Walk from Ridgegate Reservoir, through the Forest to Tegg’s Nose
The walk starts and ends at the Leather’s Smithy pub, which may be found a short distance beyond the village of Langley. By car, take the A523 Leek road south out of Macclesfield. Turn left at traffic lights and follow the signs to Langley, bearing left after going under the canal. Bear left again at the church, following Main Road then Clarke Lane. After a short distance uphill past Bottoms reservoir, the Leather’s Smithy is on the left. There is car parking available adjacent to Ridgegate reservoir just beyond the Leather’s Smithy.
Get directions to the Leather’s Smithy by public transport or car with Redplanet.
There are toilet facilities available half way round, at the Tegg’s Nose Visitor Centre.
The Leather’s Smithy overlooks Ridgegate Reservoir. Both the Ridgegate and Trentabank reservoirs in the Forest are used for drinking water. Both reservoirs are home to many wildfowl. At different seasons you may see tufted duck, goldeneye, pochard, teal, little grebe, great crested grebe, and coot.
From the Leather’s Smithy, you start off along the lane adjacent to the Forest. Macclesfield Forest was once one of three Royal hunting forests in Cheshire, but today is managed by United Utilities. Soon the walk follows paths through the Forest, and emerges from the forest to follow Hacked Way Lane downhill past Clough House Farm. Soon you reach Saddler’s Way, an old packhorse route that would probably have been used to take salt to Buxton. Saddler’s Way leads up to the car park and Visitor Centre for Tegg’s Nose.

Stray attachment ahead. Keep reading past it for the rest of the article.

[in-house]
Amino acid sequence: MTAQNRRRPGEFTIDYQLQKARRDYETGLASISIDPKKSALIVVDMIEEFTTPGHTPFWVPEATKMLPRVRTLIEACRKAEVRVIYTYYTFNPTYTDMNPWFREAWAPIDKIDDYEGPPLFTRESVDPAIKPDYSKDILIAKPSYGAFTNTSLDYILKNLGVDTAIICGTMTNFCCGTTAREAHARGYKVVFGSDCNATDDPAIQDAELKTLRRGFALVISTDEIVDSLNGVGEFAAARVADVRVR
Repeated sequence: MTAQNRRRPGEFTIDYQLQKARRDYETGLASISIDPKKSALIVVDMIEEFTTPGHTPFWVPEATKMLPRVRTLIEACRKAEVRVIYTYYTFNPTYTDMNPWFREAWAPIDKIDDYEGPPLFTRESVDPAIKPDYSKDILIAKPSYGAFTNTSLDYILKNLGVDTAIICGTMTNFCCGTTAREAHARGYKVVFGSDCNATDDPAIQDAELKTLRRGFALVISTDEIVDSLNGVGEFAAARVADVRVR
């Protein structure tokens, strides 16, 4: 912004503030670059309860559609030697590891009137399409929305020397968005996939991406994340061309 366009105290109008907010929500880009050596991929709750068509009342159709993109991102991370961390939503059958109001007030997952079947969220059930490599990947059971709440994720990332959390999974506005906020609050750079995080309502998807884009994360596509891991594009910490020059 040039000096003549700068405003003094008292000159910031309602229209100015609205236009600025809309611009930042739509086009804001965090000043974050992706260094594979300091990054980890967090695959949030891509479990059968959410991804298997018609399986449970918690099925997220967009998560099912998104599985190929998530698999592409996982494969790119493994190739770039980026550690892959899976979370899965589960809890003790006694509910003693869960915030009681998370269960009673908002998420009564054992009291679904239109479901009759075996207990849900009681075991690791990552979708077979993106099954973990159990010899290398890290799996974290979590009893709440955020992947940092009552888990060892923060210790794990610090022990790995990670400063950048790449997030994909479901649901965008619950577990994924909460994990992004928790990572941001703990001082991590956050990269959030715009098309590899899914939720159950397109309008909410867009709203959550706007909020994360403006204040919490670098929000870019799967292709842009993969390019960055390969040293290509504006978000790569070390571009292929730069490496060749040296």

Tegg’s Nose Country Park offers splendid views over the patchwork landscape of the Cheshire plain, with distinctive landmarks such as Jodrell Bank and Beeston Castle. The peak of Shutlingsloe, above the Forest, is seen to the southeast.
The descent from Tegg’s Nose follows the Gritstone Trail, which leads down to Tegg’s Nose reservoir. Crossing the dams of Tegg’s Nose reservoir then Bottom’s reservoir brings you into Langley.
The village of Langley grew on the strength of the button making industry, and later the silk industry because of the pure water from the River Bollin. At the peak of the industry there were 5 mills driven by 3 water wheels, and employing about 400 people.
From Langley, a short walk up Clarkes Lane leads back to the Leather’s Smithy pub, which is ideal for drinks (hot and cold) and snacks.
The route is also available as a plain page.